‘Do you hear the people sing?’ Cantors unite in song for Baltic Truth film premiere

Queen Elizabeth II meeting Dudu Fisher backstage after his performance at the London Palladium, on Nov. 24, 1987. AP Photo/Redman
Queen Elizabeth II meeting Dudu Fisher backstage after his performance at the London Palladium, on Nov. 24, 1987. AP Photo/Redman

Dudu Fisher, the renowned cantor, Broadway singer, and film celebrity, became known for portraying Jean Valjean in Les Miserable in Israel. Following a visit from Queen Elizabeth II backstage after the Royal Variety performance at the London Palladium, on Nov. 24, 1987, Fisher was invited for a Royal Command Performance in 1988 hosted by the queen. This critical performance, produced by Cameron Mackintosh, led him to performances as Jean Valjean on Broadway and London’s West End. Were it not for Queen Elizabeth II spotting Fisher’s talent in London, it is possible he might not have enjoyed an international career as a Broadway star.

Decades after he answered the Queen’s call, Fisher today feels called by a higher power.  He continues to officiate for the High Holidays as a cantor, concertize, record new music, and appear in stage and film productions. But today, Fisher feels God has blessed him with a second career as an actor. He is very selective in taking on acting roles that have special personal meaning to him. Such is the case with Baltic Truth, a film collaboration that for Fisher began with a song that was silenced by the Holocaust.

Eugene Levin, the film’s producer, reached out to Dudu Fisher to record an old Yiddish anthem of the Riga Ghetto Uprising written by Israel Dvorkin, a member of a failed uprising who was murdered with eighty of his fellow rebels. Marģers Vestermanis, a 96 year old historian and founder of the Riga Jewish Museum, sat at the piano and played the song with tears in his eyes moments after his interview with Levin concluded. Vestermanis was a sixteen year old boy at the time of the uprising and is the only living survivor today who remembers this song.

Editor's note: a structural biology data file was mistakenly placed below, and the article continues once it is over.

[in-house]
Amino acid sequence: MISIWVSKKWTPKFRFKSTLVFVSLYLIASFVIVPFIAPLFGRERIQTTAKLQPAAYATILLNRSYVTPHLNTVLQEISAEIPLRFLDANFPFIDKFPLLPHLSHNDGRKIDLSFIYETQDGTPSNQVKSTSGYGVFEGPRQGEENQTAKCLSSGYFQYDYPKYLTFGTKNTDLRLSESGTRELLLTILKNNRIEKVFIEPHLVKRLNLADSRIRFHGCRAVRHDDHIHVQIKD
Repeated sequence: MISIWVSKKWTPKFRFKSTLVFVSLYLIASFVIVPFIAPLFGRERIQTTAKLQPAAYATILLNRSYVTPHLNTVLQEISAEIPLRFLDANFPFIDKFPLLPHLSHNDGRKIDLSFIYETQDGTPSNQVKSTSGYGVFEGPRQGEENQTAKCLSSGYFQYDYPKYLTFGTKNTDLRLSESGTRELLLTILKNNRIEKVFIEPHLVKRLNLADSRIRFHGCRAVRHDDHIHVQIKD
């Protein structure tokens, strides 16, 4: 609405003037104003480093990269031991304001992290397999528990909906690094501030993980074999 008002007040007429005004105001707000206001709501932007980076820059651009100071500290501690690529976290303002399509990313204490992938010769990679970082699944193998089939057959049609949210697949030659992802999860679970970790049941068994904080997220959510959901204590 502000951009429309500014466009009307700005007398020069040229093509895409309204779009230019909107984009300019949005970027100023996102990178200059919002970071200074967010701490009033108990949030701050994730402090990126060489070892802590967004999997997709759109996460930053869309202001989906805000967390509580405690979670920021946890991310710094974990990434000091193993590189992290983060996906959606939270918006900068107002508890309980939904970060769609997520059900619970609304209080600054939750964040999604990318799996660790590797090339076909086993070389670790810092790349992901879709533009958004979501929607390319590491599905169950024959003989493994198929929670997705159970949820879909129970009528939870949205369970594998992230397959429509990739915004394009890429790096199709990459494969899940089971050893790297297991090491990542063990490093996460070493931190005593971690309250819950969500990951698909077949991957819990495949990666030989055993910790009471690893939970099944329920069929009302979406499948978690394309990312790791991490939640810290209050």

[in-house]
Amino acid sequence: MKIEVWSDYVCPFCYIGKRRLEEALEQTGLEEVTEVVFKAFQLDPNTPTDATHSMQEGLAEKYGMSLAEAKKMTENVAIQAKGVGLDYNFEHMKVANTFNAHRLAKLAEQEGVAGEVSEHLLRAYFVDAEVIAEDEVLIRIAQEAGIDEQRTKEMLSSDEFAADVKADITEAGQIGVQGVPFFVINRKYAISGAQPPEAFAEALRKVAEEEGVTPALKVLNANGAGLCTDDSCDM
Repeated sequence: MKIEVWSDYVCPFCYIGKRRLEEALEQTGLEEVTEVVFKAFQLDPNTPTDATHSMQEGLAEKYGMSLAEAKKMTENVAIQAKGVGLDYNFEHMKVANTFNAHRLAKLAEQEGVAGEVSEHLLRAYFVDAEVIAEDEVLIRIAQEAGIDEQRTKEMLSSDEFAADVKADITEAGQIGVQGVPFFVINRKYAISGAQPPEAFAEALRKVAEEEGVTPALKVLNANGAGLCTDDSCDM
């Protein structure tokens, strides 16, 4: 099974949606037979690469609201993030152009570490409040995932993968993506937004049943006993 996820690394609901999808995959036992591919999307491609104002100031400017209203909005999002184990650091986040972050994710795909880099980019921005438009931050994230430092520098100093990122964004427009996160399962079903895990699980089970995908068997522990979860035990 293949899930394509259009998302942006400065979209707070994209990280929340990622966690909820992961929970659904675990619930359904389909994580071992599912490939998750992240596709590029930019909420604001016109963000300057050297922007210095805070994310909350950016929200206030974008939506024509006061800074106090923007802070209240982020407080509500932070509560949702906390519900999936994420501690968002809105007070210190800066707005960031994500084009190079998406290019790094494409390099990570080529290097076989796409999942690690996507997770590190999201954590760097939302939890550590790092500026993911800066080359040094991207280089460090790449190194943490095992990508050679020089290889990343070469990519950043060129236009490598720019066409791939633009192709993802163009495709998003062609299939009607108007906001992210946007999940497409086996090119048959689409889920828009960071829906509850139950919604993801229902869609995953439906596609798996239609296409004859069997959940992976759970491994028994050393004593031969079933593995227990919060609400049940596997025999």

The Yiddish words begin, “Remember the month of December, the anniversary of the passing of your wife and children; they shouldn’t need to remind you of your life so soon.” These words, recalling the tragic and untimely passing of loved ones in the holocaust spoke to Fisher’s soul, reminding him of his Baltic family history. When Levin called, Fisher said, “I don’t know who you are or how you found me, but did you know that my mother was born in Riga, Latvia and that my grandparents were murdered in Šiauliai, Lithuania? What do you want me to do?”

A couple weeks after recording the song, Levin asked Fisher to host the entire film. Fisher gladly agreed, but Covid shut downs and other dramas threatened the completion of the film. Levin believes there have been moments of divine intervention that allowed the film to be completed.

Fisher happened to arrive in Latvia and Lithuania when everything briefly reopened. He nearly didn’t make it into the country with all of the red tape involved in getting an Israeli into the country when international travel was at a standstill. Letters were written, special permissions were granted. But even the Israeli Ambassador in Riga was shocked, asking Eugene “How did you manage to bring Dudu Fisher to Latvia when no Israelis are allowed to come here?”